Further Foolishness: Sketches and Satires on the Follies of the Day
According to Wikipedia: "Stephen Butler Leacock, FRSC (30 December 1869 28 March 1944) was a Canadian writer and economist... Early in his career, Leacock turned to fiction, humour, and short reports to supplement (and ultimately exceed) his regular income. His stories, first published in magazines in Canada and the United States and later in novel form, became extremely popular around the world. It was said in 1911 that more people had heard of Stephen Leacock than had heard of Canada. Also, between the years 1915 and 1925, Leacock was the most popular humourist in the English-speaking world. Humorists admire other humorists, and greatly admire other great humorists. So it was that Stephen Leacock, in Toronto, was delighted to read the fresh humor and wit of a young man in New York named Robert Benchley. Leacock opened correspondence with Benchley, encouraging him in his work and importuning him to compile his work into a book. Benchly did so in 1922, and acknowledged the nagging from north of the border.Near the end of his life, the American comedian Jack Benny recounted how he had been introduced to Leacock's writing by Groucho Marx when they were both young vaudeville comedians. Benny acknowledged Leacock's influence and, fifty years after first reading him, still considered Leacock one of his favorite comic writers. He was puzzled as to why Leacock's work was no longer well-known in the United States. During the summer months, Leacock lived at Old Brewery Bay, his summer estate in Orillia, across Lake Simcoe from where he was raised and also bordering Lake Couchiching. A working farm, Old Brewery Bay is now a museum and National Historic Site. Gossip provided by the local barber, Jefferson Short, provided Leacock with the material which would become Sunshine Sketches of a Little Town (1912), set in the thinly-disguised Mariposa. Although he wrote learned articles and books related to his field of study, his political theory is now all but forgotten."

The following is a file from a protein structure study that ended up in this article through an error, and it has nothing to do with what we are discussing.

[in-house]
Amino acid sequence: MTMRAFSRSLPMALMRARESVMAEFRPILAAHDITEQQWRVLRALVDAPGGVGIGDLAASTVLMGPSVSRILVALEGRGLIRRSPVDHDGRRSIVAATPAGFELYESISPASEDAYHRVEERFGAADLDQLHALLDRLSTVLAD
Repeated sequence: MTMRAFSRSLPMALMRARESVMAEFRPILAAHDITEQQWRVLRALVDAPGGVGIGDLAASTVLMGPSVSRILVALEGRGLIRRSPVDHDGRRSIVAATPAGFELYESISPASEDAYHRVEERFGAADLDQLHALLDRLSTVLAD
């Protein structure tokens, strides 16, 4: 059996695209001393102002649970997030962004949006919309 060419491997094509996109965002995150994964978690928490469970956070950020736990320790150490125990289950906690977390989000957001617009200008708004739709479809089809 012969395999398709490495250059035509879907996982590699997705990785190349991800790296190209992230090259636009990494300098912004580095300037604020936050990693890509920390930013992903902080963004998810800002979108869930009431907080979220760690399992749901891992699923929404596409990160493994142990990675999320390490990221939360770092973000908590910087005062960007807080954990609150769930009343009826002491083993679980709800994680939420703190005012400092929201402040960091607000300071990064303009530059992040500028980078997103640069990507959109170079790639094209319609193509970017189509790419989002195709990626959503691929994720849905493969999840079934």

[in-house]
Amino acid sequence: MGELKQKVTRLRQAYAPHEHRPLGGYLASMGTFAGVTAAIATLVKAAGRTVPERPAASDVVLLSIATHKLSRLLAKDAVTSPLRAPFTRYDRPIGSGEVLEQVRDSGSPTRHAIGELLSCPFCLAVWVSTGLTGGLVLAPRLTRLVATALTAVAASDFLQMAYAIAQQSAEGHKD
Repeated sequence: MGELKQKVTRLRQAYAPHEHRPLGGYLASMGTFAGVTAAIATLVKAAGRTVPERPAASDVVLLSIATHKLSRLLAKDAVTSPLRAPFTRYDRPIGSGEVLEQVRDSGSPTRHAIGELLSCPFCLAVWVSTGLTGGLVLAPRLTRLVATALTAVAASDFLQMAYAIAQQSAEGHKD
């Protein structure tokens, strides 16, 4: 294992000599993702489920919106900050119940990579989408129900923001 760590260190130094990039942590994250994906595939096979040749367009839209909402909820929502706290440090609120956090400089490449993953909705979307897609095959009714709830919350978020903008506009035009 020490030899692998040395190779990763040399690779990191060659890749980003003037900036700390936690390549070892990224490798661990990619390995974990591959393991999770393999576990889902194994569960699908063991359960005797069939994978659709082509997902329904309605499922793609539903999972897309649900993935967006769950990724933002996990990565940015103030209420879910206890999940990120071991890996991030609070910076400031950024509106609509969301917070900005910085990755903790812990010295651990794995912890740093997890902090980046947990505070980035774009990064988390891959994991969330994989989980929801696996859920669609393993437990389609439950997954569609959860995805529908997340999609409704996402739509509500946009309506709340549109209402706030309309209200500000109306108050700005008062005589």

- B&R Samizdat Express, December 2009
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